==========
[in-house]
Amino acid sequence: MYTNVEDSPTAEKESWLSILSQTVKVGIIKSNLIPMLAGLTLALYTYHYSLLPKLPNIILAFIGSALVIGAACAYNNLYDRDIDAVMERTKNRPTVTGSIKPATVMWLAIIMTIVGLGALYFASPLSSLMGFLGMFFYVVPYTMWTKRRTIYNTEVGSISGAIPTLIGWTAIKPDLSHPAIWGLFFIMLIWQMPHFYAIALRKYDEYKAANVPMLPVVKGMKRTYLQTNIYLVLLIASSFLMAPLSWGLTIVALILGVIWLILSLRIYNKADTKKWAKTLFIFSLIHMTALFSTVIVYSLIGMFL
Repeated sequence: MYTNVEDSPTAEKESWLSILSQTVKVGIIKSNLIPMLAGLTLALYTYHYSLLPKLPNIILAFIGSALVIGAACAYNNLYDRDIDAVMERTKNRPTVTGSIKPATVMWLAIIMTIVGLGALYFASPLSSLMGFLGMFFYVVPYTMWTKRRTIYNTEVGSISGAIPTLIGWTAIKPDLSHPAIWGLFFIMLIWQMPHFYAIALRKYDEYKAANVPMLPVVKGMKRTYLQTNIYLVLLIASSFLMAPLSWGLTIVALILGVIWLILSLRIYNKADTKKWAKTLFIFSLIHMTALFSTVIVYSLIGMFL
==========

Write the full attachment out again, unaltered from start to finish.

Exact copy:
[in-house]
Amino acid sequence: MYTNVEDSPTAEKESWLSILSQTVKVGIIKSNLIPMLAGLTLALYTYHYSLLPKLPNIILAFIGSALVIGAACAYNNLYDRDIDAVMERTKNRPTVTGSIKPATVMWLAIIMTIVGLGALYFASPLSSLMGFLGMFFYVVPYTMWTKRRTIYNTEVGSISGAIPTLIGWTAIKPDLSHPAIWGLFFIMLIWQMPHFYAIALRKYDEYKAANVPMLPVVKGMKRTYLQTNIYLVLLIASSFLMAPLSWGLTIVALILGVIWLILSLRIYNKADTKKWAKTLFIFSLIHMTALFSTVIVYSLIGMFL
Repeated sequence: MYTNVEDSPTAEKESWLSILSQTVKVGIIKSNLIPMLAGLTLALYTYHYSLLPKLPNIILAFIGSALVIGAACAYNNLYDRDIDAVMERTKNRPTVTGSIKPATVMWLAIIMTIVGLGALYFASPLSSLMGFLGMFFYVVPYTMWTKRRTIYNTEVGSISGAIPTLIGWTAIKPDLSHPAIWGLFFIMLIWQMPHFYAIALRKYDEYKAANVPMLPVVKGMKRTYLQTNIYLVLLIASSFLMAPLSWGLTIVALILGVIWLILSLRIYNKADTKKWAKTLFIFSLIHMTALFSTVIVYSLIGMFL